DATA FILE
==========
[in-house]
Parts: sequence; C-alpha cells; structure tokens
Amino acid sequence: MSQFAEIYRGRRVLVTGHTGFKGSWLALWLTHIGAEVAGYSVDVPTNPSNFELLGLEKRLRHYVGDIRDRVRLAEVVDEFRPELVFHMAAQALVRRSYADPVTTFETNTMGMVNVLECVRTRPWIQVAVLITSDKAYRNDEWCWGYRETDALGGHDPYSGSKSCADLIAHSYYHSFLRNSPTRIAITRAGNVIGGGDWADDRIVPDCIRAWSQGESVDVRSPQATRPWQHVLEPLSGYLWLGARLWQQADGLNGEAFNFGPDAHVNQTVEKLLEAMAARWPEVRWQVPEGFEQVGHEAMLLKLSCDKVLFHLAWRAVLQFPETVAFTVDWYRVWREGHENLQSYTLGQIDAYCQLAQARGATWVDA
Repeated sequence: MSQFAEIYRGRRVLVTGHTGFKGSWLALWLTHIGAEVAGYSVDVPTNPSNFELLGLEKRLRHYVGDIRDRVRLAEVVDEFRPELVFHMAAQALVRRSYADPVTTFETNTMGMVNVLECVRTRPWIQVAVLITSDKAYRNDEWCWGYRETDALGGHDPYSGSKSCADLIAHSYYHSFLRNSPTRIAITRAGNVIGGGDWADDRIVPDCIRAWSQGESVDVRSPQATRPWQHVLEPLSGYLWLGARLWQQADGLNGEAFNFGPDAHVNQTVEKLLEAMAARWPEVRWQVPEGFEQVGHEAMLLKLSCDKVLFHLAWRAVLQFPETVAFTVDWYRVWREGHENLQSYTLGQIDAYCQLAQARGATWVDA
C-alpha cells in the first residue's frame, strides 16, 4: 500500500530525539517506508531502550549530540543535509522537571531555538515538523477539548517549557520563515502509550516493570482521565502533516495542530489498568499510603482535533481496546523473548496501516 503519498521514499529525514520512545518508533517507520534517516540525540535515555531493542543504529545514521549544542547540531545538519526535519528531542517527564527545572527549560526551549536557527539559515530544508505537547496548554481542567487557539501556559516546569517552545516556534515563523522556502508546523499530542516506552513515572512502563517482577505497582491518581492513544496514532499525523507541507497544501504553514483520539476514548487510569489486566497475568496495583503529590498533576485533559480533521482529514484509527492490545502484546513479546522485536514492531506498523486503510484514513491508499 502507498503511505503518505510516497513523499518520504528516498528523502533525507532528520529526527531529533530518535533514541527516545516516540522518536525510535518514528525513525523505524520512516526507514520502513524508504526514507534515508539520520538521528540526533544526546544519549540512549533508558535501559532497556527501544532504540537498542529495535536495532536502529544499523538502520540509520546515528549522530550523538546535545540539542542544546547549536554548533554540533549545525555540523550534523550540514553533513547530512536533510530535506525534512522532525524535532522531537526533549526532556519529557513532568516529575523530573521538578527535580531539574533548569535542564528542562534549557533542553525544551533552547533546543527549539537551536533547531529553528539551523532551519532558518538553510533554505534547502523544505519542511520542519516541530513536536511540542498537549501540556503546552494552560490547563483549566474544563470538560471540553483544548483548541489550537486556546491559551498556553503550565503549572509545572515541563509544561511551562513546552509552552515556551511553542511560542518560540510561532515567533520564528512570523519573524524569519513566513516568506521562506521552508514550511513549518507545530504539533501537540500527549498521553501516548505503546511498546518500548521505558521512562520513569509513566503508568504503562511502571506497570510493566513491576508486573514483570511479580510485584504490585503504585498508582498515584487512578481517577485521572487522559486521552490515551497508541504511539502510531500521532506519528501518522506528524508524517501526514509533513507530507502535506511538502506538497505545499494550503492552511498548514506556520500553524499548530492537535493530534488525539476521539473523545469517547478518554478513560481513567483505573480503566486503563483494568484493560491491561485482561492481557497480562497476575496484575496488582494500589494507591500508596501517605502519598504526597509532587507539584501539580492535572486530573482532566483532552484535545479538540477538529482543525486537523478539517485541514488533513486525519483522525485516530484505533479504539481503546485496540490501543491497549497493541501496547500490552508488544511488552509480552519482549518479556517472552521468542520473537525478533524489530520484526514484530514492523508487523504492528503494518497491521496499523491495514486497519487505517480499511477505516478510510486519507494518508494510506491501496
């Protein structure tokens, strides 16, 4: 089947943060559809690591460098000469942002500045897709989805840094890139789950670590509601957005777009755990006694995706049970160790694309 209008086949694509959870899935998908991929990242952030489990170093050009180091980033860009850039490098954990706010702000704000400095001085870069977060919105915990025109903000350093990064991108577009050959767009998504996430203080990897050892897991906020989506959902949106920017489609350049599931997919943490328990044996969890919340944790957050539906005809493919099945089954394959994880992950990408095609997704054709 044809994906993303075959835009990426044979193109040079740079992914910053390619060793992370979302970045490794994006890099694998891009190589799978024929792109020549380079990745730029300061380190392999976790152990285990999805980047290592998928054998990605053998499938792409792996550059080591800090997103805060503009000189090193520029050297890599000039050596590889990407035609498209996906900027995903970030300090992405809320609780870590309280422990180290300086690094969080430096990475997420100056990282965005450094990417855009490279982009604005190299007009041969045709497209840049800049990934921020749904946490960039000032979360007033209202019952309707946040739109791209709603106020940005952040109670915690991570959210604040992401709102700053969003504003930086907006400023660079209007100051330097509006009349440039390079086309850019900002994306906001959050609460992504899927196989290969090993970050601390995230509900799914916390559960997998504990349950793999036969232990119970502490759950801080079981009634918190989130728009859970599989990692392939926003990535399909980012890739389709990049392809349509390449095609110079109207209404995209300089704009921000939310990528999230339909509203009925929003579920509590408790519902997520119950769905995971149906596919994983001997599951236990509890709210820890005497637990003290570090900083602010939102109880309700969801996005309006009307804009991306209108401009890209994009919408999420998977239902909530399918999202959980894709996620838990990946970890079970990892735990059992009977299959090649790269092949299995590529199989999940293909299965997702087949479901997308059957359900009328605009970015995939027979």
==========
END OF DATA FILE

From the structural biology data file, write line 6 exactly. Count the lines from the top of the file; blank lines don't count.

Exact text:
């Protein structure tokens, strides 16, 4: 089947943060559809690591460098000469942002500045897709989805840094890139789950670590509601957005777009755990006694995706049970160790694309 209008086949694509959870899935998908991929990242952030489990170093050009180091980033860009850039490098954990706010702000704000400095001085870069977060919105915990025109903000350093990064991108577009050959767009998504996430203080990897050892897991906020989506959902949106920017489609350049599931997919943490328990044996969890919340944790957050539906005809493919099945089954394959994880992950990408095609997704054709 044809994906993303075959835009990426044979193109040079740079992914910053390619060793992370979302970045490794994006890099694998891009190589799978024929792109020549380079990745730029300061380190392999976790152990285990999805980047290592998928054998990605053998499938792409792996550059080591800090997103805060503009000189090193520029050297890599000039050596590889990407035609498209996906900027995903970030300090992405809320609780870590309280422990180290300086690094969080430096990475997420100056990282965005450094990417855009490279982009604005190299007009041969045709497209840049800049990934921020749904946490960039000032979360007033209202019952309707946040739109791209709603106020940005952040109670915690991570959210604040992401709102700053969003504003930086907006400023660079209007100051330097509006009349440039390079086309850019900002994306906001959050609460992504899927196989290969090993970050601390995230509900799914916390559960997998504990349950793999036969232990119970502490759950801080079981009634918190989130728009859970599989990692392939926003990535399909980012890739389709990049392809349509390449095609110079109207209404995209300089704009921000939310990528999230339909509203009925929003579920509590408790519902997520119950769905995971149906596919994983001997599951236990509890709210820890005497637990003290570090900083602010939102109880309700969801996005309006009307804009991306209108401009890209994009919408999420998977239902909530399918999202959980894709996620838990990946970890079970990892735990059992009977299959090649790269092949299995590529199989999940293909299965997702087949479901997308059957359900009328605009970015995939027979």